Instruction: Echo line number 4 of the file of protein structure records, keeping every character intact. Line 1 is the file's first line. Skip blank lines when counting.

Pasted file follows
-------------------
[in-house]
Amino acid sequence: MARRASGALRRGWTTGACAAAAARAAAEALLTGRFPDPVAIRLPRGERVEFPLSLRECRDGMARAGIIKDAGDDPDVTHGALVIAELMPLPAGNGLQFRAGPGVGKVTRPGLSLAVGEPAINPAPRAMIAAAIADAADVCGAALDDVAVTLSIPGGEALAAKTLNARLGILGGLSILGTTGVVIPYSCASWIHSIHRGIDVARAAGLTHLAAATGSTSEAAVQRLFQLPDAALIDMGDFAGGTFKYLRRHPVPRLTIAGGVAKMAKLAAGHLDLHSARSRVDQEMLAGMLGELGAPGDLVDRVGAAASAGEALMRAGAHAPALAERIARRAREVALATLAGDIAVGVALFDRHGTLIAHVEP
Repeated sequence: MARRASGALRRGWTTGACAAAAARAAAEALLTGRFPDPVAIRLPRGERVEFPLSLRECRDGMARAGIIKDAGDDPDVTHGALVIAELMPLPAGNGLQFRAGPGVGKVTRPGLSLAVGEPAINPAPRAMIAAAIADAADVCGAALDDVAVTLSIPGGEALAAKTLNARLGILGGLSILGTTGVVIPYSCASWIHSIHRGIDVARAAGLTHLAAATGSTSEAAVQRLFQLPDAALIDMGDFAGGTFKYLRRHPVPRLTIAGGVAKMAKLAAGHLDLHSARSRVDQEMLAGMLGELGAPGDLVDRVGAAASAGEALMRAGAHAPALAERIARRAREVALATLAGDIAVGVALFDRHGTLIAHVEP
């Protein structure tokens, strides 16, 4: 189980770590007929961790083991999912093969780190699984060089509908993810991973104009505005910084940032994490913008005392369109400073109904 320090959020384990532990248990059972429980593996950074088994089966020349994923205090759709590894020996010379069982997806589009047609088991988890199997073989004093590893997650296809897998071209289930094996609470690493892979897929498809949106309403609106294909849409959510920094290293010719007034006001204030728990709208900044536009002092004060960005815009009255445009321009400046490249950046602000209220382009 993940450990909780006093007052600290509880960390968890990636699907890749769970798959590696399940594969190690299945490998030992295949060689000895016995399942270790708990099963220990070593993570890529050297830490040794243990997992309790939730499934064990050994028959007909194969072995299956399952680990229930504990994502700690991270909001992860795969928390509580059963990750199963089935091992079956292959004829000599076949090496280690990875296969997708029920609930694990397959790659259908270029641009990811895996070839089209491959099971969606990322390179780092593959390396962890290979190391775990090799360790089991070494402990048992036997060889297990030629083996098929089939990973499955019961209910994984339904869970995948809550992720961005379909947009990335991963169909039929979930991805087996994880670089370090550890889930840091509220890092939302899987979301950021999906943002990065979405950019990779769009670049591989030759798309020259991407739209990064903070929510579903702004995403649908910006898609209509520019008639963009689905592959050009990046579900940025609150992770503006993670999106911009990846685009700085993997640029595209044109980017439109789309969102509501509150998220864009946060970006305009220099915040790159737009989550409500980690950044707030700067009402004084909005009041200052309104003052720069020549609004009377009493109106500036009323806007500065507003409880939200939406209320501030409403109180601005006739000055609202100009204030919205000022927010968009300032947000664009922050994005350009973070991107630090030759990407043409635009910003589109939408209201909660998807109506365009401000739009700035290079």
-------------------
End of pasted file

């Protein structure tokens, strides 16, 4: 189980770590007929961790083991999912093969780190699984060089509908993810991973104009505005910084940032994490913008005392369109400073109904 320090959020384990532990248990059972429980593996950074088994089966020349994923205090759709590894020996010379069982997806589009047609088991988890199997073989004093590893997650296809897998071209289930094996609470690493892979897929498809949106309403609106294909849409959510920094290293010719007034006001204030728990709208900044536009002092004060960005815009009255445009321009400046490249950046602000209220382009 993940450990909780006093007052600290509880960390968890990636699907890749769970798959590696399940594969190690299945490998030992295949060689000895016995399942270790708990099963220990070593993570890529050297830490040794243990997992309790939730499934064990050994028959007909194969072995299956399952680990229930504990994502700690991270909001992860795969928390509580059963990750199963089935091992079956292959004829000599076949090496280690990875296969997708029920609930694990397959790659259908270029641009990811895996070839089209491959099971969606990322390179780092593959390396962890290979190391775990090799360790089991070494402990048992036997060889297990030629083996098929089939990973499955019961209910994984339904869970995948809550992720961005379909947009990335991963169909039929979930991805087996994880670089370090550890889930840091509220890092939302899987979301950021999906943002990065979405950019990779769009670049591989030759798309020259991407739209990064903070929510579903702004995403649908910006898609209509520019008639963009689905592959050009990046579900940025609150992770503006993670999106911009990846685009700085993997640029595209044109980017439109789309969102509501509150998220864009946060970006305009220099915040790159737009989550409500980690950044707030700067009402004084909005009041200052309104003052720069020549609004009377009493109106500036009323806007500065507003409880939200939406209320501030409403109180601005006739000055609202100009204030919205000022927010968009300032947000664009922050994005350009973070991107630090030759990407043409635009910003589109939408209201909660998807109506365009401000739009700035290079």